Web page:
Upon the receipt of the binarized signal row across the signal line 218a, an encoding circuit 220 performs a predetermined encoding process (MH coding or MR coding) for the received signal row, and outputs resultant coded data across a signal line 220a.

A V27ter or V29 modulator 222 receives the signal across the signal line 220a, and modulates the signal based on ITU-T advisory V27ter (differential phase modulation) or V29 (quadrature modulation). The resultant data are output across a signal line 222a.

An adder circuit 224 adds together the signals received across the signal lines 216a and 222a, and outputs the result across a signal line 224a.

A V21 demodulator 226 demodulates a signal received across the signal line 214c based on the known ITU-T advisory V21, and outputs the demodulated data across a signal line 226a.

Upon the receipt of the signal across the signal line 214c, a V27ter or V29 demodulator 228 demodulates the signal based on the ITU-T advisory V27ter (differential phase modulation) or V29 (quadrature modulation), and outputs the demodulated data across a signal line 228a.

When a decoding circuit 230 receives a signal across a signal line 228a, it performs a predetermined decoding process (MH decoding or MR decoding) on the signal, and outputs the decoded data across a signal line 230a.

A recording circuit 232 receives the decoded data across the signal line 230a and sequentially records the data for each line.

A fax communication terminal telephone number register circuit (hereafter referred to as a "first register circuit") 242 registers information concerning the telephone number of a partner, which identifies a communication terminal such as a fax communication terminal, that is transmitted across a signal line 242a. The information is transmitted across the signal lines 242a and 242b to a first control circuit (main CPU) 248 and a second control circuit (slave CPU) 264, respectively.

A speech communication terminal telephone number register circuit (hereafter referred to as a "second register circuit") 244 information concerning the telephone number of a partner, which identifies a speech communication terminal, that is transmitted across a signal line 244a. The information is transmitted across the signal lines 244a and 244b to the first control circuit (main CPU) 248 and the second control circuit (slave CPU) 264, respectively.

An operation unit 246 includes a button for registering a telephone number in the first register circuit 242; a button for registering a telephone number in the second register circuit 244; a button for registering a terminal attribute that corresponds to a call signal in a speech/fax communication terminal register circuit (hereafter referred to as a "third register circuit") 260; one touch dialing buttons; speed dialing buttons; a start button; and buttons for number keys, timer transmission, timer reception, etc. The information concerning a depressed button is transmitted across a signal line 246a.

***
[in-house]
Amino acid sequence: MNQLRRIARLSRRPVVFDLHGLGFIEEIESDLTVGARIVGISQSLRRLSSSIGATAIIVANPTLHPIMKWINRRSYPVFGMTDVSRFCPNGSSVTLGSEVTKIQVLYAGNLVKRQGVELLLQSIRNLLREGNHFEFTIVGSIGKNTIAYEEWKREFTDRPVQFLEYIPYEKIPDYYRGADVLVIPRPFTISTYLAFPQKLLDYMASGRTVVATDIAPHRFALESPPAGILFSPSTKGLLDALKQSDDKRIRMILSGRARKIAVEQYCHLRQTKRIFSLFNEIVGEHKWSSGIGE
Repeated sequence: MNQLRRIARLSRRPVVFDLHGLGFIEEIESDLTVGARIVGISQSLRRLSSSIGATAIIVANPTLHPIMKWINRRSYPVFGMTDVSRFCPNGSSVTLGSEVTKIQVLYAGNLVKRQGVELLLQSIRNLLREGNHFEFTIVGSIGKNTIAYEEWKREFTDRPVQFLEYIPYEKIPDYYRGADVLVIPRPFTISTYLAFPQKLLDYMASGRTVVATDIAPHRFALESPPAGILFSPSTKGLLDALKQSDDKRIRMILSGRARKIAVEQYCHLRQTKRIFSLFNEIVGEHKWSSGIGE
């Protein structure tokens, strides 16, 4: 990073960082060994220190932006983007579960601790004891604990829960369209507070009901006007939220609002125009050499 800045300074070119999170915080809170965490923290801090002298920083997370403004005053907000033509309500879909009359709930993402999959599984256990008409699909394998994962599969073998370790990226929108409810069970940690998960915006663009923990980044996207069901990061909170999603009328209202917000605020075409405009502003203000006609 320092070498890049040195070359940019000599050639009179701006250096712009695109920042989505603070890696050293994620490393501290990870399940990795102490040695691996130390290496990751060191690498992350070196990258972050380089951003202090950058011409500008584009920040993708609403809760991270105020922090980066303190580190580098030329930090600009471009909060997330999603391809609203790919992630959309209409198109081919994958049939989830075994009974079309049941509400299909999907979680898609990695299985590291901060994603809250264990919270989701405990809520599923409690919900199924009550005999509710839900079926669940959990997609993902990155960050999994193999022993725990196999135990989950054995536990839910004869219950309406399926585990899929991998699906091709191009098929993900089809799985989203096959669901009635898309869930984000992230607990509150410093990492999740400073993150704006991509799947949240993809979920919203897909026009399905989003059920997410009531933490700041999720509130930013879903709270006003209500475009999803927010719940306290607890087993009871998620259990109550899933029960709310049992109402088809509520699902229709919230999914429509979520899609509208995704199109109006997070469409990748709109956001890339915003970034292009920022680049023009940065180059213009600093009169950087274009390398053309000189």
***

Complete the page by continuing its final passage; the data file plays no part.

A timer operation register circuit 250 registers a predetermined timer operation that is transmitted across a signal line 250a or 250b. The information to be registered is transmitted across the signal lines 250a and 250b from the main CPU 248 and the slave CPU 264, respectively.

An original document detection circuit 252 detects whether or not an original document is placed on a document table (not shown). When an original document is mounted on the document table, the original document detection circuit 252 sends a signal of "1" across a signal line 252a. When an original document is not located on the document table, the original document detector 252 outputs a signal of "0" across the signal line 252a.

An auto answer/record phone 254 performs predetermined recording and reproduction under the control of signals that are transmitted across a signal line 248c. That is, for recording, signals across the signal lines 208a and 208b are received and recorded, and for reproduction, speech information is output across signal lines 254a and 254b and through a loudspeaker 255. When a signal of "1" is sent across a signal line 248d, reproduced speech is output through the loudspeaker 255. When a signal of "0" is sent across the signal line 248d, the output is cut off.

The third register circuit 260 decides, in consonance with the pattern of a call signal, whether a sender is a speech communication terminal or a fax communication terminal, and registers the result. As a ringing pattern, for example, there are a normal call signal and a double ringing call signal. The third register circuit 260 registers these call signals from the main CPU 248 and the slave CPU 264 that are received across signal lines 260a and 260b, respectively. Information that is registered in the third register circuit 260 is transmitted to the main CPU 248 and to the slave CPU 264.

An absence/presence select circuit 262 selects either a personal absence or presence, and transmits the selected information across a signal line 262a. When an absence is selected, a signal of "0" is output across the signal line 262a. When a presence is selected, a signal of "1" is output across the signal line 262a.